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For some conditions, deaths occur following a period of chronic impairment. These have been assumed to be additional condition-related deaths beyond those reflected in the age-specific death rates. The age at death is calculated as the average age at onset of the condition plus the duration of health states experienced between onset and death. The discounted quality-adjusted life expectancy at the age at death is used to calculate the QALYs lost due to these deaths. Additional discounting for the period To plus the interval between onset and death must be included. Life expectancy at the time of these deaths was estimated by interpolation from the values calculated for specific ages of onset of illness (see above).

Calculate Total QALYs Gained with Vaccine Use

The QALYs associated with each health state were combined. For each morbidity scenario, the state-specific QALYs were summed, and the QALYs lived with the condition under study were subtracted from the QALYs for the general population without the condition. This provides an estimate of the QALYs that could be gained in each scenario with vaccine use.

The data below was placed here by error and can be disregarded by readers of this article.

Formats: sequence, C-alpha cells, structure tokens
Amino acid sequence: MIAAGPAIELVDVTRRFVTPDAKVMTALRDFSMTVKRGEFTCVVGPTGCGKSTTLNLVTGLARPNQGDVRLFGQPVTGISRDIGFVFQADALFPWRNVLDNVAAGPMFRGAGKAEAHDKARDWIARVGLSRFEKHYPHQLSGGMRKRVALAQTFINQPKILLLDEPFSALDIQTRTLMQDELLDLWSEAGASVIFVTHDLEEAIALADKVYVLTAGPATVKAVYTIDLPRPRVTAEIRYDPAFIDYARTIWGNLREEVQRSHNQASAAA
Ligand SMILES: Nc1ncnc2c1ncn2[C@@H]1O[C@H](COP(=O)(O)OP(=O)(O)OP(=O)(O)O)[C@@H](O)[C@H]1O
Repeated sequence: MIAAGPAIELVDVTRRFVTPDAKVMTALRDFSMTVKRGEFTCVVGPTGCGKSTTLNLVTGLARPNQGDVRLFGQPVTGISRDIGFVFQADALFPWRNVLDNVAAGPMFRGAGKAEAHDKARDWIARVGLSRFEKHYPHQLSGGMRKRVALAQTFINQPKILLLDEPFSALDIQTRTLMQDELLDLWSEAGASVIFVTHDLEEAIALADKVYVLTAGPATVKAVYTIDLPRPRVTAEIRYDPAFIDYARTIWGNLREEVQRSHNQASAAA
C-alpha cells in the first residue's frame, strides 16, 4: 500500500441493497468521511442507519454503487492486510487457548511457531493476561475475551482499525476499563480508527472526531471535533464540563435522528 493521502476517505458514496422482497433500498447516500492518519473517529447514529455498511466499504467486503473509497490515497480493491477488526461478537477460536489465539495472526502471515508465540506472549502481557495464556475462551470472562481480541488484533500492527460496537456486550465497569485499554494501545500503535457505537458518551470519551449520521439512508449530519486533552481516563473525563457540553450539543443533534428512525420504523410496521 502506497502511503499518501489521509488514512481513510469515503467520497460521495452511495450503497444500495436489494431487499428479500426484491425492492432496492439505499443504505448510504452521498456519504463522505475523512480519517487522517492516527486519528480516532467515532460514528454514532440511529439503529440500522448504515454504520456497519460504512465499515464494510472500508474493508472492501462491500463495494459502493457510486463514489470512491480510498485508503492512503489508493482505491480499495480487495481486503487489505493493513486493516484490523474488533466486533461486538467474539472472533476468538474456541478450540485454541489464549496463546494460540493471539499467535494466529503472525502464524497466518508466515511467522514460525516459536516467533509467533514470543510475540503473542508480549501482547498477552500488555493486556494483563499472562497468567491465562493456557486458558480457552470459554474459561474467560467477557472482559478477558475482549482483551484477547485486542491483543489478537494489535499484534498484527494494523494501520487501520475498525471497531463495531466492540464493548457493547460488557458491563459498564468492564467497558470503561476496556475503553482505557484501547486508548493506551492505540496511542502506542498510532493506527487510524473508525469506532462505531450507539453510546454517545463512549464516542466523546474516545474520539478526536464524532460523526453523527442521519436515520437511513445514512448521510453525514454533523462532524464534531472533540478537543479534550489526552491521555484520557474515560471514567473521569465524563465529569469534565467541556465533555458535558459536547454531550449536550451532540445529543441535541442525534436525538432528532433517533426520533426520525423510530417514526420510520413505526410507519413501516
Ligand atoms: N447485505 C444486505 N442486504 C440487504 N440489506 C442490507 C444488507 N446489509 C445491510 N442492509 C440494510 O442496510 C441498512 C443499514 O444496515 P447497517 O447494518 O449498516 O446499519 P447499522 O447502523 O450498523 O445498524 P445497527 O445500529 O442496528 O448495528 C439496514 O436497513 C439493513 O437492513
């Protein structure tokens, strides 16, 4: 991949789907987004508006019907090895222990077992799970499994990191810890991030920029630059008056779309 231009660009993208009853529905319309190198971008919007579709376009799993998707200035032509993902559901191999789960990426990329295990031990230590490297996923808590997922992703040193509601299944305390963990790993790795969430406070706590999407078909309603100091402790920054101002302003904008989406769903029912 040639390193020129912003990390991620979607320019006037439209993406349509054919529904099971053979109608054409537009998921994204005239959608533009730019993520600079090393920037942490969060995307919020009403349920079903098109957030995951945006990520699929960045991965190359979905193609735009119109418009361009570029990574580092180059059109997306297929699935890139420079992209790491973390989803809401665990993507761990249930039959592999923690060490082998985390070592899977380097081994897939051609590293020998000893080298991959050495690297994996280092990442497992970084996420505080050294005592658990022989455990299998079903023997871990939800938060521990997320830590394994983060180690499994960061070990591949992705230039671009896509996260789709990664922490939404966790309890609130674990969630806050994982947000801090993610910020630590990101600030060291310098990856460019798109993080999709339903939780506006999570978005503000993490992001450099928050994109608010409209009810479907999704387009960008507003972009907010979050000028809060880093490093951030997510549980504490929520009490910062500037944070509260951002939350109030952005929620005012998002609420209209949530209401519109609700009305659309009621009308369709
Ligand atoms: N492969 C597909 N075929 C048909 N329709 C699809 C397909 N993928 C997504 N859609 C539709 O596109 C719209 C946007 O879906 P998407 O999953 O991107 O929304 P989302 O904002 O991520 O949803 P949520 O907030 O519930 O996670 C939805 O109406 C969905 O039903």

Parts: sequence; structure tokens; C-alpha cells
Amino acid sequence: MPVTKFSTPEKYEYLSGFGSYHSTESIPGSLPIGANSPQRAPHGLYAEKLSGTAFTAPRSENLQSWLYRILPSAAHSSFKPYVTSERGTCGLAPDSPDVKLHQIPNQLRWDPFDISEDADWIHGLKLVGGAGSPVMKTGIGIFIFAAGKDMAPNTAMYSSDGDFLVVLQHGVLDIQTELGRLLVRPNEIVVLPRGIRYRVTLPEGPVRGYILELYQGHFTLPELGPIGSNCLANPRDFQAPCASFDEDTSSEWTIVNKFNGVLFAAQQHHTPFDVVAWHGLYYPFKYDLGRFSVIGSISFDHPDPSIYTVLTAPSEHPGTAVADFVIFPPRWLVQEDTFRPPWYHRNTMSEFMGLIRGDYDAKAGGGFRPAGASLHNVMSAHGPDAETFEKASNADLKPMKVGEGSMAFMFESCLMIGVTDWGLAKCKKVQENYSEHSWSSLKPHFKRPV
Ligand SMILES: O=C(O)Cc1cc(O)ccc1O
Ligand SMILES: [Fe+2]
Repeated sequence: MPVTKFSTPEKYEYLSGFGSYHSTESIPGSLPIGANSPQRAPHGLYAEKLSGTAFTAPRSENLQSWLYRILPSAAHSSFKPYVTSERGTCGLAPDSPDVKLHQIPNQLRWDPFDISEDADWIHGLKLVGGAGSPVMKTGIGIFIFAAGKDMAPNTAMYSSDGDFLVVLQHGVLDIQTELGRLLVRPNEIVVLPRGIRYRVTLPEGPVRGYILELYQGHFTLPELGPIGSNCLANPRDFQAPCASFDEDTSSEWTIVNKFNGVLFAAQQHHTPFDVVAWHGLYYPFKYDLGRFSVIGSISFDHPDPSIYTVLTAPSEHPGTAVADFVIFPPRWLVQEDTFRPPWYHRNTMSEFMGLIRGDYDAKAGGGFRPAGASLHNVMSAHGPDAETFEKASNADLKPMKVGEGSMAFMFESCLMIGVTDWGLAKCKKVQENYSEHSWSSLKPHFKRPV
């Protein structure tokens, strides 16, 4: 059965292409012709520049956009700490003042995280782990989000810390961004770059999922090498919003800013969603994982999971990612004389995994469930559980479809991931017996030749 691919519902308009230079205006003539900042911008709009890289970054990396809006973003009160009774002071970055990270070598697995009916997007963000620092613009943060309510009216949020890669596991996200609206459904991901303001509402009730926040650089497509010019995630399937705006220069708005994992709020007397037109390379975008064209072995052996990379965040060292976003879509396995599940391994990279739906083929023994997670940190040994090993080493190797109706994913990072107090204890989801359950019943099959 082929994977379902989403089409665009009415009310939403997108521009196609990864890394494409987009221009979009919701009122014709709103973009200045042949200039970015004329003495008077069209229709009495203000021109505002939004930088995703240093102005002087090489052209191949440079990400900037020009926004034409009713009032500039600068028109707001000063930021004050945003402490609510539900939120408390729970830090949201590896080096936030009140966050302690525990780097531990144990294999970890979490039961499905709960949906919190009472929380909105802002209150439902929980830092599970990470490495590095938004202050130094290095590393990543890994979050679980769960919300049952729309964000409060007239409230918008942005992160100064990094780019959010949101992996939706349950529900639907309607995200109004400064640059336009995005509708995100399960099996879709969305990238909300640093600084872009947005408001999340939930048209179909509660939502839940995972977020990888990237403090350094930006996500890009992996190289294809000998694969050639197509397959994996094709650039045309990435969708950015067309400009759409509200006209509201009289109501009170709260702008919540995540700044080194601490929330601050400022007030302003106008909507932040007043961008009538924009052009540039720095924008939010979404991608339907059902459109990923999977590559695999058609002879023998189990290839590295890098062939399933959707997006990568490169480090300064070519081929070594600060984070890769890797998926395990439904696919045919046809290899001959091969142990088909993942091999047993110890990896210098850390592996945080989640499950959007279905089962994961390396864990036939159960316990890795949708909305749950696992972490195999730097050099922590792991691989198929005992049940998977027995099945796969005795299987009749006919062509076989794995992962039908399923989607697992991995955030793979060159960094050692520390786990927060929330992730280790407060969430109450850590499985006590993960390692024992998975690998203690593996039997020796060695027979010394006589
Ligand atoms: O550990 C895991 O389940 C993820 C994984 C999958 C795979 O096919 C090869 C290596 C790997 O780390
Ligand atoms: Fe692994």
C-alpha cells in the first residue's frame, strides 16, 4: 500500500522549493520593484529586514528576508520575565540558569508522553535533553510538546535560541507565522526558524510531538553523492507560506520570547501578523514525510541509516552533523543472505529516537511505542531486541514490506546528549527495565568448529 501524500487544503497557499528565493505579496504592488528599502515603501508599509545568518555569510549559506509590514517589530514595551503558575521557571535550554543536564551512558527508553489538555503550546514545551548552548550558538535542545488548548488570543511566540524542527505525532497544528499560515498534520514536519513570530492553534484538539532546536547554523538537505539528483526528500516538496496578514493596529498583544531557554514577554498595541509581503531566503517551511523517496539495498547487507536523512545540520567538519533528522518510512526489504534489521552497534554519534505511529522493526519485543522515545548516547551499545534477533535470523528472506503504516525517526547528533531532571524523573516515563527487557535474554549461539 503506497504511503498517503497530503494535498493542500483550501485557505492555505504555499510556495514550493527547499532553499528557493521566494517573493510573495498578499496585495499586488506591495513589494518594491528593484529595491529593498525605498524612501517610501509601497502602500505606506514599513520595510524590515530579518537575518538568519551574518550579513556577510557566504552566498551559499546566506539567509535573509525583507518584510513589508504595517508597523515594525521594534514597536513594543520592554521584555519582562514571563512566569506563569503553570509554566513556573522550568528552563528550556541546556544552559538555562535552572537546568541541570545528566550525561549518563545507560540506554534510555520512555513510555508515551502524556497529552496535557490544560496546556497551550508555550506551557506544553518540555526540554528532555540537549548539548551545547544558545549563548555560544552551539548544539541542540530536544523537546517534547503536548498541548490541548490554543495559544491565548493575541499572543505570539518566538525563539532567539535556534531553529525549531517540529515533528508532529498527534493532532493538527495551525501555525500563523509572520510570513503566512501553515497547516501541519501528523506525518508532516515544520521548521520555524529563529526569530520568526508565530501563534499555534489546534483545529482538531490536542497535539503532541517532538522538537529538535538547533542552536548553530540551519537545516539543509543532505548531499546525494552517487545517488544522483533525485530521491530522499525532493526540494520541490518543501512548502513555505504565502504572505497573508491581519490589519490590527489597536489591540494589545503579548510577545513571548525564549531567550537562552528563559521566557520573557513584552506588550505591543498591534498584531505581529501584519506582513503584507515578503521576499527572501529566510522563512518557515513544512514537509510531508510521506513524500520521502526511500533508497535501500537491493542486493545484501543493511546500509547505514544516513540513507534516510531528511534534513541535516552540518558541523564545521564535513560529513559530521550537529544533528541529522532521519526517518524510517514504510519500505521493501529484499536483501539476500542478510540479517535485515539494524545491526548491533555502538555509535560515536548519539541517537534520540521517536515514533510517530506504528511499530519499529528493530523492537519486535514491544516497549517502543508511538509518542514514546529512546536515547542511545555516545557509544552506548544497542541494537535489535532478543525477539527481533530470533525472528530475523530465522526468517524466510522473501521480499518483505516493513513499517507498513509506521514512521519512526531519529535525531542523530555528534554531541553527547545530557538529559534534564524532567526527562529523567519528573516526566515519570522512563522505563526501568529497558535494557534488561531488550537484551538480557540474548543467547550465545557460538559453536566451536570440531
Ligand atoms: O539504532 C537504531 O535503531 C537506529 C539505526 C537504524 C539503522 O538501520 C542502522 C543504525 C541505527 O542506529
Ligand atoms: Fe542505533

The scenario-specific QALYs to be gained were multiplied by the proportion of cases of illness experiencing that scenario and were summed across all scenarios. This total was multiplied by the number of cases, or by the number of deaths for the QALYs associated with mortality, to calculate the overall benefit that the use of a vaccine for the condition under study would be expected to have in the population. If subpopulations were used in the analysis, the results were calculated for each subpopulation and the subpopulation results were summed to produce an estimate of the total health benefit.

Q;s=[j (qjPj)] • Ns, (10)

where Q;s is the total QALYs to be gained with vaccine use across all subpopulations, qj the individual QALY gain in scenario j; Pj is the proportion of cases of illness experiencing scenario j, and Ns is the total number of cases of illness in subpopulations.

COST FACTORS

As shown in Equation 1, the cost components of the numerator of the cost-effectiveness ratio include the costs of vaccine development (CD), the cost of vaccine use (CI), and the reduction in health care and related costs (CC) that would be expected with vaccine use. All cost estimates are presented in constant dollars.



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